- Moving from fear to love using participative public art
From 1 to 5 April, Sisterhood Initiative, together with international organisation The Fearless Collective, launched their collaborative project in creating a street mural dedicated to showcasing women and their collective strengths. The project which was originally scheduled to be wound up on Monday (4) was extended to yesterday (5), owing to the prevailing situation of the country.
The Sisterhood Initiative is a non-profit, non-political, and non-religious discussion and volunteer group dedicated towards creating safe spaces for Muslim women and girls to come together to share experiences, engage in curated discussions, and find a sense of community among each other.
Their partners in the current project, The Fearless Collective, which was founded by Shilo Shiv Suleman – a Bengaluru-based artist – is an organisation that creates public art interventions with women and misrepresented communities across the world. They’ve been involved in creating beautiful pieces of art that are displayed as a mural on a wall in a public space in many countries around the world.
To date, The Fearless Collective has co-created 38 murals with communities in over 10 countries including India, Pakistan, Lebanon, Brazil, and Tunisia. Their work has addressed issues ranging from sexual violence and gender identity to women’s rights, and has highlighted indigenous peoples, refugees, and members of the transgender community, among others.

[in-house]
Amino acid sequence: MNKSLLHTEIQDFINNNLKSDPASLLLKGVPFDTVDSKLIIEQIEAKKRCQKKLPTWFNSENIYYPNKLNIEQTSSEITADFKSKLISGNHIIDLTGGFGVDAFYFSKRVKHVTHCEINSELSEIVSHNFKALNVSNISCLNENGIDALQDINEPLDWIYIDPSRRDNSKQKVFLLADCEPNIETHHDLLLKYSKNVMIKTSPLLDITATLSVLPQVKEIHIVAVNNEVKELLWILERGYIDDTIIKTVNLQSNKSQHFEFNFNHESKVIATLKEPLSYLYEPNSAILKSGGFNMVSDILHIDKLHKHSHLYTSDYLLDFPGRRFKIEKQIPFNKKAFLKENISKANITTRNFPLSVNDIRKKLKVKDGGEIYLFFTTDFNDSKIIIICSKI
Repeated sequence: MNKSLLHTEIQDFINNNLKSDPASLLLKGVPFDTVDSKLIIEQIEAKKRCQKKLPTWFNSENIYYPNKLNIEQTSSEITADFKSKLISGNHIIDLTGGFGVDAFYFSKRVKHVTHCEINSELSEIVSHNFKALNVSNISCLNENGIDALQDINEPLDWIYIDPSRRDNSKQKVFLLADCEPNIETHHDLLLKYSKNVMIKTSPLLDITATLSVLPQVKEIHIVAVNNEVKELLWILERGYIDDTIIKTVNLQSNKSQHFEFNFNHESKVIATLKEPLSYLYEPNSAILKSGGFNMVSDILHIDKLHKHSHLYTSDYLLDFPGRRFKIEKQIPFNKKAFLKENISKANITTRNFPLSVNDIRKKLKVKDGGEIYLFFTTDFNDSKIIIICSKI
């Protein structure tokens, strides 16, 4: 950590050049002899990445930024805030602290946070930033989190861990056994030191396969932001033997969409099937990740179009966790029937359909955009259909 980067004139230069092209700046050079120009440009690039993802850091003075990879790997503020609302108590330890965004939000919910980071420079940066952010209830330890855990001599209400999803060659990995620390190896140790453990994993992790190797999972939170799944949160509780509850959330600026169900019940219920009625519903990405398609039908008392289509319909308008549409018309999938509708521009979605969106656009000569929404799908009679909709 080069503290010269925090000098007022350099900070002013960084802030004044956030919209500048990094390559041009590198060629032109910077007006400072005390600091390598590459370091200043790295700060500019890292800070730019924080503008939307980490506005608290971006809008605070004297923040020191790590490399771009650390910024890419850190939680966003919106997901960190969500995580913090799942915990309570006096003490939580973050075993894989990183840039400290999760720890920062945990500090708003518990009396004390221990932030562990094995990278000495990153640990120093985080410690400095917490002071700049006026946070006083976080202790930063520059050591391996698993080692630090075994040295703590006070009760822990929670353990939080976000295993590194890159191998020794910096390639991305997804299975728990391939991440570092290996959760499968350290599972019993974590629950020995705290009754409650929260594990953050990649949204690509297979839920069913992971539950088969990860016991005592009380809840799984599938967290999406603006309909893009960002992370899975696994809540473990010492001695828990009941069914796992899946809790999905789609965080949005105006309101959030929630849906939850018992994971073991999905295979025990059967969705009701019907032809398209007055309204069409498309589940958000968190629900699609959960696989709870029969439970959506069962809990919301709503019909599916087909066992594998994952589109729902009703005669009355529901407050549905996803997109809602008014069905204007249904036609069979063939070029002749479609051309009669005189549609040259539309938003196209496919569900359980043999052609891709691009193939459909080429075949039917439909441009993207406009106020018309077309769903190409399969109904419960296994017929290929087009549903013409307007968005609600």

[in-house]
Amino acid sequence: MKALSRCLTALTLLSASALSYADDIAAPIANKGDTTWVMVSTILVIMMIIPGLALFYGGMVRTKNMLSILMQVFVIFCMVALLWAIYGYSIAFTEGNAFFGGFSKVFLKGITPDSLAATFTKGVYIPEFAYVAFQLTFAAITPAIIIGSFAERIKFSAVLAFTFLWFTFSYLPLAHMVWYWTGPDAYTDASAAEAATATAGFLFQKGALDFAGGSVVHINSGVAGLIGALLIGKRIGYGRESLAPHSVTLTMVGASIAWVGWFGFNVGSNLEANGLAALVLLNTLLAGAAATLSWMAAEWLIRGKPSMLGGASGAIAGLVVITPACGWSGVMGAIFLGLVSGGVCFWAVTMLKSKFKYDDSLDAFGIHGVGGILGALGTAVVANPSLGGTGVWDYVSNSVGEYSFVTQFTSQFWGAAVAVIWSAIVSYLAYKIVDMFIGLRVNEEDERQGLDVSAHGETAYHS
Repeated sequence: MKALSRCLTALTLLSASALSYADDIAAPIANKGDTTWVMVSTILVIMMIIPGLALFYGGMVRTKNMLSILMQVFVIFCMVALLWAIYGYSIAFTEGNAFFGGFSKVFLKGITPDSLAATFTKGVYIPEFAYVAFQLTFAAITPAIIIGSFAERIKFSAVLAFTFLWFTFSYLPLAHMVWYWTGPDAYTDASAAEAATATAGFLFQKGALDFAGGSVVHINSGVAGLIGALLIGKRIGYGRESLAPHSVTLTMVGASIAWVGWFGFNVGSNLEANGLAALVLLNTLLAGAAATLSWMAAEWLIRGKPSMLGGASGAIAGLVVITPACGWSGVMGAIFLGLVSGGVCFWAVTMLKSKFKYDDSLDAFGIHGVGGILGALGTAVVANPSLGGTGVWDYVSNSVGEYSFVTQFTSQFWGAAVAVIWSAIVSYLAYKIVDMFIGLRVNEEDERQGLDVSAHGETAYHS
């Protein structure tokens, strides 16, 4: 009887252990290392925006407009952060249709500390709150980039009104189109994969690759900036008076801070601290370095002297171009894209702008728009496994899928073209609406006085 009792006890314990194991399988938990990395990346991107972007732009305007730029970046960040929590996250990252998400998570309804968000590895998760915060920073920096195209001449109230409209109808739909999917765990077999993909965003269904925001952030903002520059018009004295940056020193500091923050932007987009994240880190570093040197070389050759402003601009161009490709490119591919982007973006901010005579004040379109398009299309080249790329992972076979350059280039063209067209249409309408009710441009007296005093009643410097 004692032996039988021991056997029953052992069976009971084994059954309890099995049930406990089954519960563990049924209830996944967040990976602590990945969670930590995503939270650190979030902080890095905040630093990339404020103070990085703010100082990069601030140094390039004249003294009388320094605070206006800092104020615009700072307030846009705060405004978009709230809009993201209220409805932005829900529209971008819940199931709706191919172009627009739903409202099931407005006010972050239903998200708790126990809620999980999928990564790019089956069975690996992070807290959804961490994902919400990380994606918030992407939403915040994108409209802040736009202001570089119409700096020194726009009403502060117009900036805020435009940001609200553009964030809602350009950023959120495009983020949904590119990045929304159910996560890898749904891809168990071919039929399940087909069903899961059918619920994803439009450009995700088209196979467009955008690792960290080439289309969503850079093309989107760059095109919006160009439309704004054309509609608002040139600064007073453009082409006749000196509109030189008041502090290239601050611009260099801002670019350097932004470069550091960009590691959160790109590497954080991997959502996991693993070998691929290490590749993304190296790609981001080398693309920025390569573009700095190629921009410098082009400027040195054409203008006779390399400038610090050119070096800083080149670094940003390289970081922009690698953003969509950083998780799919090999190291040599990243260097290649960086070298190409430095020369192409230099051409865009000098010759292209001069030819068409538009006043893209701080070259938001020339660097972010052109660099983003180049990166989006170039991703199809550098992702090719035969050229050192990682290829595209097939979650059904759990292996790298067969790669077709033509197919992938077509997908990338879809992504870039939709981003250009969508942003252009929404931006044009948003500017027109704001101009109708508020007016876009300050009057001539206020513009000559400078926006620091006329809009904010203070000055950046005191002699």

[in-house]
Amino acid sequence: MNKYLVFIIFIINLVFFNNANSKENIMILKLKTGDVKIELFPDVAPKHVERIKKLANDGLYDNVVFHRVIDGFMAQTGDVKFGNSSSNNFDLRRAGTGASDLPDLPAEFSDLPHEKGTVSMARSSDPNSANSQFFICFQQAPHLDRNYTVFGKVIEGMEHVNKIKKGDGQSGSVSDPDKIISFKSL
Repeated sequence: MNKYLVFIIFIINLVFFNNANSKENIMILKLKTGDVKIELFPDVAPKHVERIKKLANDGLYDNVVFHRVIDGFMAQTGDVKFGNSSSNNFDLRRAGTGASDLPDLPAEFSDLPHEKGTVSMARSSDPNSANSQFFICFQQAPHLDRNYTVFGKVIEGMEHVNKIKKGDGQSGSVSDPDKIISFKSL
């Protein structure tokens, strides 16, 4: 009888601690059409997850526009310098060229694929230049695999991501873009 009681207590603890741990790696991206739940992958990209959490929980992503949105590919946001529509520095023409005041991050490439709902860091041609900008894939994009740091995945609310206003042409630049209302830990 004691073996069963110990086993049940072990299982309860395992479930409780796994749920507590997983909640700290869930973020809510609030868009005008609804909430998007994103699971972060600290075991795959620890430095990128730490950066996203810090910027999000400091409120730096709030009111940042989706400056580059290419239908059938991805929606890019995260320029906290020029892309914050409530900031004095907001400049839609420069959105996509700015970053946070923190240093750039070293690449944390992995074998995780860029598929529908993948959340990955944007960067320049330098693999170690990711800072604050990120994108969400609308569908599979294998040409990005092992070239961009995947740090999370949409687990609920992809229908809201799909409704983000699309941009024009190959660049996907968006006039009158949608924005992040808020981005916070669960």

The project started as a way to encourage more women to tell their stories and heal through their shared experiences. However, the movement has evolved into a massive collective made up of hundreds of artists who aim to “create space to move from fear to love using participative public art”.
Speaking to The Sisterhood Initiative Finance and Administration LeadAngela Forman, she shared that during their visit to Colombo, The Fearless Collective worked with artists from Pakistan, India, and Sri Lanka and they conducted a short, intensive artist residency in order to create the two public murals – one at Salvation Army Territorial Headquarters and the other at Rio Cinema.
She noted that these murals were painted in partnership with other local community partners, in addition to Sisterhood Initiative, like the We Are From Here project which works with members of the Slave Island community.
Forman further shared that the murals reflect themes of self-representation, interfaith, and cross-border solidarity, and what it looks like to build safe, inclusive, feminist spaces. She noted that during the artist’s residency, they conducted workshops where local community partners were able to share ideas and build the murals’ themes and concepts together.
She said that they were able to come up with an overarching theme which focused on women, concentrating on the primary theme of sisterhood. She added that their overall aim is to empower people, especially women, and unite communities through the expression of art. Through this mural, she shared that they hope to create a safe and inclusive space for all women in Sri Lanka.
To stay updated when locations of the mural sites are announced, visit:
To find out more about Sisterhood Initiative, visit: